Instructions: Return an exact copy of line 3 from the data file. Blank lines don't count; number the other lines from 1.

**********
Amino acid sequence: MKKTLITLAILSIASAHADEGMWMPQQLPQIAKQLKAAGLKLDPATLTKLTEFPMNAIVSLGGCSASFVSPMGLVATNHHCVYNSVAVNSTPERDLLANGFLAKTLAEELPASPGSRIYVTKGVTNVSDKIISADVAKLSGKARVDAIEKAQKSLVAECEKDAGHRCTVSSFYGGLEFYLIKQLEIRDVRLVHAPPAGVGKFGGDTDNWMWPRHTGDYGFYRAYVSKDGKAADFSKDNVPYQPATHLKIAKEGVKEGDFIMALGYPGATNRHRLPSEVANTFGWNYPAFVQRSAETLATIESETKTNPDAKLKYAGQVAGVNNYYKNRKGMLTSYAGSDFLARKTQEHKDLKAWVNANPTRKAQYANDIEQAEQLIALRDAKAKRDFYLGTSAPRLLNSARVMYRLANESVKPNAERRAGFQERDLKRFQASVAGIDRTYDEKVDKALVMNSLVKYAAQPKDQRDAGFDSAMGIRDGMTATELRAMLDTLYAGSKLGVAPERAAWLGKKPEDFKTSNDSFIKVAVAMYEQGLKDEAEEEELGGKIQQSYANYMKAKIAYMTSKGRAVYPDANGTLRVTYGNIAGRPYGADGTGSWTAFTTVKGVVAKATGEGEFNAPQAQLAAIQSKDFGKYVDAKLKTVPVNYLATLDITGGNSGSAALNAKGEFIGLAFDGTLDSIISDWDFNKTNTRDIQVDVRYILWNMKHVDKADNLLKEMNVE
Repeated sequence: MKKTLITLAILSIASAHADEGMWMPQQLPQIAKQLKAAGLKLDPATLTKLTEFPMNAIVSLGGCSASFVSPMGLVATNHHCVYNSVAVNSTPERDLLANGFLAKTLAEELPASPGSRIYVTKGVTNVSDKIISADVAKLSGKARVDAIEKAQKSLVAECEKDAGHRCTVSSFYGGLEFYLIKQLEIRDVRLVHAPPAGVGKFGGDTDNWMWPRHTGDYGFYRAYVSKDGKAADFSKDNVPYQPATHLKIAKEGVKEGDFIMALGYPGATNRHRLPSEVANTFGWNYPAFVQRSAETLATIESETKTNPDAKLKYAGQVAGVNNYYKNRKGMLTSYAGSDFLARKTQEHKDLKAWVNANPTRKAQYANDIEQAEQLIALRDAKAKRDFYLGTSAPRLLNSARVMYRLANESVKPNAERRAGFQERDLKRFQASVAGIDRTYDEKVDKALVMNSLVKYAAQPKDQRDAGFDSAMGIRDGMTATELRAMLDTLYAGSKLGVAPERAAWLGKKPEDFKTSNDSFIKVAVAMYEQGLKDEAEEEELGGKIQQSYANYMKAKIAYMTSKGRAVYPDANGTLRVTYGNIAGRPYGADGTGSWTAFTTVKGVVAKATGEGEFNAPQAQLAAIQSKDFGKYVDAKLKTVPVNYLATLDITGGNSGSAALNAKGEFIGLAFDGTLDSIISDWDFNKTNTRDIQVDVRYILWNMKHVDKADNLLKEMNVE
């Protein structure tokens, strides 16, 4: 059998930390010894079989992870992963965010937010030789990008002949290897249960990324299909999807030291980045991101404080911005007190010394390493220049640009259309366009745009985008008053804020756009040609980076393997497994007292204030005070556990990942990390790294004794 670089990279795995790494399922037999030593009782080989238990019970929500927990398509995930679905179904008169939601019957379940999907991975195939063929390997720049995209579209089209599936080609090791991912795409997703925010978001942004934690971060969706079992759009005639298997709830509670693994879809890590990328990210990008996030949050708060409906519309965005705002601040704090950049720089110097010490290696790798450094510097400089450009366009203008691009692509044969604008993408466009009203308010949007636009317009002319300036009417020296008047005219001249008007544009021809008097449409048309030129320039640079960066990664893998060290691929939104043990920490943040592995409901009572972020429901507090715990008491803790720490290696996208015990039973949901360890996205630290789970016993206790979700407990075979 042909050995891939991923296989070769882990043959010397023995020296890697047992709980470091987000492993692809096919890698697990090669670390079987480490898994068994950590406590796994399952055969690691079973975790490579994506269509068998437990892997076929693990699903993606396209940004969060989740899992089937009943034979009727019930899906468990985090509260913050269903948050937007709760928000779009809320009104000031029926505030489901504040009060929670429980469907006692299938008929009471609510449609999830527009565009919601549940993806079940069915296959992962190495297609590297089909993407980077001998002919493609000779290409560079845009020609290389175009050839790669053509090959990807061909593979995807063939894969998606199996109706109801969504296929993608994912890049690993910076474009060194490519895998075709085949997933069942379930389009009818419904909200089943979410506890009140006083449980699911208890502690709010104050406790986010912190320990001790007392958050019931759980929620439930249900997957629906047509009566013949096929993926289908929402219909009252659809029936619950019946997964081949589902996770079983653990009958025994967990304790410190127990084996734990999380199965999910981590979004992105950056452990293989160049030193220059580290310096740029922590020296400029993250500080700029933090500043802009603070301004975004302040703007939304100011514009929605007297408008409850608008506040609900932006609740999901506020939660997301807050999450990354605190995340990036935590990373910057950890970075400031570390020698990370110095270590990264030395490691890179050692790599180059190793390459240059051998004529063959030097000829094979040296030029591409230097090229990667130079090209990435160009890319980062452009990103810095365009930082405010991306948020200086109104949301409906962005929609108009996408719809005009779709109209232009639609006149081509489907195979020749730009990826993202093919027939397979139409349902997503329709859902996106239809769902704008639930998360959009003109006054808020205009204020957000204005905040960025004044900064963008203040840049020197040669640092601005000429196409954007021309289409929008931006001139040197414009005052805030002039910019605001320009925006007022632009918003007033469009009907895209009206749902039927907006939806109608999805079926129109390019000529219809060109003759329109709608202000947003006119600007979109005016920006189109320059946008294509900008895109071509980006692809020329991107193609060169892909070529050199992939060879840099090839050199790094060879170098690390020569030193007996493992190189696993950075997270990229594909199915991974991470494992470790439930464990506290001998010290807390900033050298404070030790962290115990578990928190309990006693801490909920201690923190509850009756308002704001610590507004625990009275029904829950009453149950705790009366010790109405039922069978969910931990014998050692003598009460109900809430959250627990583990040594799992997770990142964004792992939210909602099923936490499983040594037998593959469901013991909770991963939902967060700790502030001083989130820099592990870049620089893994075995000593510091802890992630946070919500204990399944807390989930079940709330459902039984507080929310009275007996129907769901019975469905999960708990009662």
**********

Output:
């Protein structure tokens, strides 16, 4: 059998930390010894079989992870992963965010937010030789990008002949290897249960990324299909999807030291980045991101404080911005007190010394390493220049640009259309366009745009985008008053804020756009040609980076393997497994007292204030005070556990990942990390790294004794 670089990279795995790494399922037999030593009782080989238990019970929500927990398509995930679905179904008169939601019957379940999907991975195939063929390997720049995209579209089209599936080609090791991912795409997703925010978001942004934690971060969706079992759009005639298997709830509670693994879809890590990328990210990008996030949050708060409906519309965005705002601040704090950049720089110097010490290696790798450094510097400089450009366009203008691009692509044969604008993408466009009203308010949007636009317009002319300036009417020296008047005219001249008007544009021809008097449409048309030129320039640079960066990664893998060290691929939104043990920490943040592995409901009572972020429901507090715990008491803790720490290696996208015990039973949901360890996205630290789970016993206790979700407990075979 042909050995891939991923296989070769882990043959010397023995020296890697047992709980470091987000492993692809096919890698697990090669670390079987480490898994068994950590406590796994399952055969690691079973975790490579994506269509068998437990892997076929693990699903993606396209940004969060989740899992089937009943034979009727019930899906468990985090509260913050269903948050937007709760928000779009809320009104000031029926505030489901504040009060929670429980469907006692299938008929009471609510449609999830527009565009919601549940993806079940069915296959992962190495297609590297089909993407980077001998002919493609000779290409560079845009020609290389175009050839790669053509090959990807061909593979995807063939894969998606199996109706109801969504296929993608994912890049690993910076474009060194490519895998075709085949997933069942379930389009009818419904909200089943979410506890009140006083449980699911208890502690709010104050406790986010912190320990001790007392958050019931759980929620439930249900997957629906047509009566013949096929993926289908929402219909009252659809029936619950019946997964081949589902996770079983653990009958025994967990304790410190127990084996734990999380199965999910981590979004992105950056452990293989160049030193220059580290310096740029922590020296400029993250500080700029933090500043802009603070301004975004302040703007939304100011514009929605007297408008409850608008506040609900932006609740999901506020939660997301807050999450990354605190995340990036935590990373910057950890970075400031570390020698990370110095270590990264030395490691890179050692790599180059190793390459240059051998004529063959030097000829094979040296030029591409230097090229990667130079090209990435160009890319980062452009990103810095365009930082405010991306948020200086109104949301409906962005929609108009996408719809005009779709109209232009639609006149081509489907195979020749730009990826993202093919027939397979139409349902997503329709859902996106239809769902704008639930998360959009003109006054808020205009204020957000204005905040960025004044900064963008203040840049020197040669640092601005000429196409954007021309289409929008931006001139040197414009005052805030002039910019605001320009925006007022632009918003007033469009009907895209009206749902039927907006939806109608999805079926129109390019000529219809060109003759329109709608202000947003006119600007979109005016920006189109320059946008294509900008895109071509980006692809020329991107193609060169892909070529050199992939060879840099090839050199790094060879170098690390020569030193007996493992190189696993950075997270990229594909199915991974991470494992470790439930464990506290001998010290807390900033050298404070030790962290115990578990928190309990006693801490909920201690923190509850009756308002704001610590507004625990009275029904829950009453149950705790009366010790109405039922069978969910931990014998050692003598009460109900809430959250627990583990040594799992997770990142964004792992939210909602099923936490499983040594037998593959469901013991909770991963939902967060700790502030001083989130820099592990870049620089893994075995000593510091802890992630946070919500204990399944807390989930079940709330459902039984507080929310009275007996129907769901019975469905999960708990009662």